c. As far as the Silver three coin sets, you’ll have to make your own determination based on the following: You know now that, unless you're lucky enough to get one of the 30 or so sets available, the best you can do from PCGS is a PR70 Reverse Proof, a PR70DCAM Proof, and an MS69 uncirculated. With NGC, you can get perfect 70s across the board. Since the MS69 from PCGS has none finer, I think it’ll still appreciate at a good rate despite the large MS69 population. The MS70 from NGC will far outpace it, however, due to much lower population at grade with none higher. Consider this: There's only one company worth it's salt awarding MS70 to this coin... they're going to be a collector's item. In March of 2007, you could pick them up all day long for $350 on EBAY... By the end of May, they're already going for upwards of $1,000. Imagine what this price increase will do to the much rarer NGC Blue Label 20th Anniversary at a max pop of somewhere around 500 in MS70.
d. The uncirculated gold 20th Anniversary Eagle (2006w) has a combined mintage of only 30,000; and only a fraction of them will be certified perfect. This will become a rare collector’s piece. As I said, your call between PCGS and NGC, but remember, if you choose to send your sealed two coin set to PCGS, you’re all but giving up the silver coin.
8. Now, let’s talk about the coin I am currently most interested in… An NGC MS70 Blue Label 2006-W 20th Anniversary Silver Eagle (mentioned above) is a true gem, and will, perhaps, become the most valuable Silver Eagle yet. With a mintage of only 20,000, you’d think that in itself would be a great selling point; but I strongly urge you to consider the following before you buy any of the coins I just listed above…
a. Of the 20,000 minted, how many will not be certified as “20th Anniversary” because the original mint seal was broken before reaching the certification company?
b. Of the 20,000 minted, how many will not be certified as “20th Anniversary” because they will never be sent in for certification?
c. Of the 20,000 minted, how many will not receive the blue label because they were unwittingly sent to PCGS, thereby rendering them absolutely indistinguishable from any of the thousands of uncirculated 20th Anniversary Silver Eagles submitted from the three coin set with mintage of 250,000?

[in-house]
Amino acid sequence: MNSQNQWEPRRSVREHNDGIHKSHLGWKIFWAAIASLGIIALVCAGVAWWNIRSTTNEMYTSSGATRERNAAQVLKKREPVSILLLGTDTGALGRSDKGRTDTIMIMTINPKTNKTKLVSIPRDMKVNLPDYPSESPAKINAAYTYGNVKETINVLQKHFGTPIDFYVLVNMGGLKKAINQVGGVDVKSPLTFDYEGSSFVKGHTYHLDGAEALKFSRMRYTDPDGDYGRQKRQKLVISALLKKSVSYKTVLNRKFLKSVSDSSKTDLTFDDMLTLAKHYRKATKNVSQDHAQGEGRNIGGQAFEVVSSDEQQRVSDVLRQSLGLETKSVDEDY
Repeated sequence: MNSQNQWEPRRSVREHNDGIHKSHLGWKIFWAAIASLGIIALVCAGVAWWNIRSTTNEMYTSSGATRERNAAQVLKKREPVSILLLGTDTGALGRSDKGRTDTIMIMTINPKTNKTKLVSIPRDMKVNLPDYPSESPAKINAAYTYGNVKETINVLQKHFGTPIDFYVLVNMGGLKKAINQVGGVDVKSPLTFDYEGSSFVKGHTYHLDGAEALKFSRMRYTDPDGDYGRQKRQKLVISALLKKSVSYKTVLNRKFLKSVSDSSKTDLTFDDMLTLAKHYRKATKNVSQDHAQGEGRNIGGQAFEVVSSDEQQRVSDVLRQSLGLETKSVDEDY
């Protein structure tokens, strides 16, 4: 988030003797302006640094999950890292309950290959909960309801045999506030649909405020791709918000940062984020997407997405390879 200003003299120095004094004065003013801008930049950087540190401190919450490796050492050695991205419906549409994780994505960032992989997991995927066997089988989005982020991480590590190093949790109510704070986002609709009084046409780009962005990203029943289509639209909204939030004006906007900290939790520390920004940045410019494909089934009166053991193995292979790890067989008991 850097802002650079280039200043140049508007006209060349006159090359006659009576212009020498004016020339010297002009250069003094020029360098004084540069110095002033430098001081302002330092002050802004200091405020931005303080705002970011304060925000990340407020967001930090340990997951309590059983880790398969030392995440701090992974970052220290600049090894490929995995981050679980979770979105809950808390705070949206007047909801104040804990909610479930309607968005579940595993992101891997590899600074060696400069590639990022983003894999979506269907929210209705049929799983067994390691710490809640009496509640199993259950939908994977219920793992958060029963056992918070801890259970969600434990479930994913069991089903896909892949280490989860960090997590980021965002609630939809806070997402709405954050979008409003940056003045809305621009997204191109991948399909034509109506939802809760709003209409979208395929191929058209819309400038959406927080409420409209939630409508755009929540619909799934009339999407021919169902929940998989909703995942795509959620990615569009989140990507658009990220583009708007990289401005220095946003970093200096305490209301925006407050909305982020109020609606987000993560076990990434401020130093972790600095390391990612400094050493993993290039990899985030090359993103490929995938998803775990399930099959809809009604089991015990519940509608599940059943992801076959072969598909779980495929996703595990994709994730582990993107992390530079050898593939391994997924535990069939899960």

d. Of the 20,000 minted, how many will be sent to certification companies other than NGC or PCGS?
e. In the near future, certification of new 20th Anniversary Eagles and availability of “Mint Sealed Boxes” will all but die out. At that point, the only coins that you will absolutely know came from the two coin 20th Anniversary Set will be the NGC Blue Label Silver Eagles. Remember the following:
i. The uncirculated Gold Eagles will receive the blue label whether they come from the two coin or the three coin set, meaning the pool they draw from is a total mintage of 30,000 vice 20,000. Only the Silver Eagle from this set will be uniquely labeled by NGC and therefore distinguishable as having originated from the two coin set.
ii. Opened (Unsealed) Mint boxes could contain substitute uncirculated coins (i.e. regular 2006w uncirculated coins). In other words, someone could’ve already sent the set in for certification, sold the certified coins, and then re-used the original mint box and certificate of authenticity that the certification company returned to them when their coins were certified. This is why these coins are not eligible for certification as “20th Anniversary”.
f. Currently, the 1995w is the rarest and most valuable Silver Eagle with a mintage of over 30,000. These coins can be found selling for well over $20,000 already.
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9. Well, that’s all I have for you on 20th Anniversary Eagles at this time. Good luck to both buyers and seller out there. I hope you are able to reach all of your numismatic (and financial) goals. If you have any questions or comments, please get in touch with ShakeMyHand. If you liked what you read, please vote!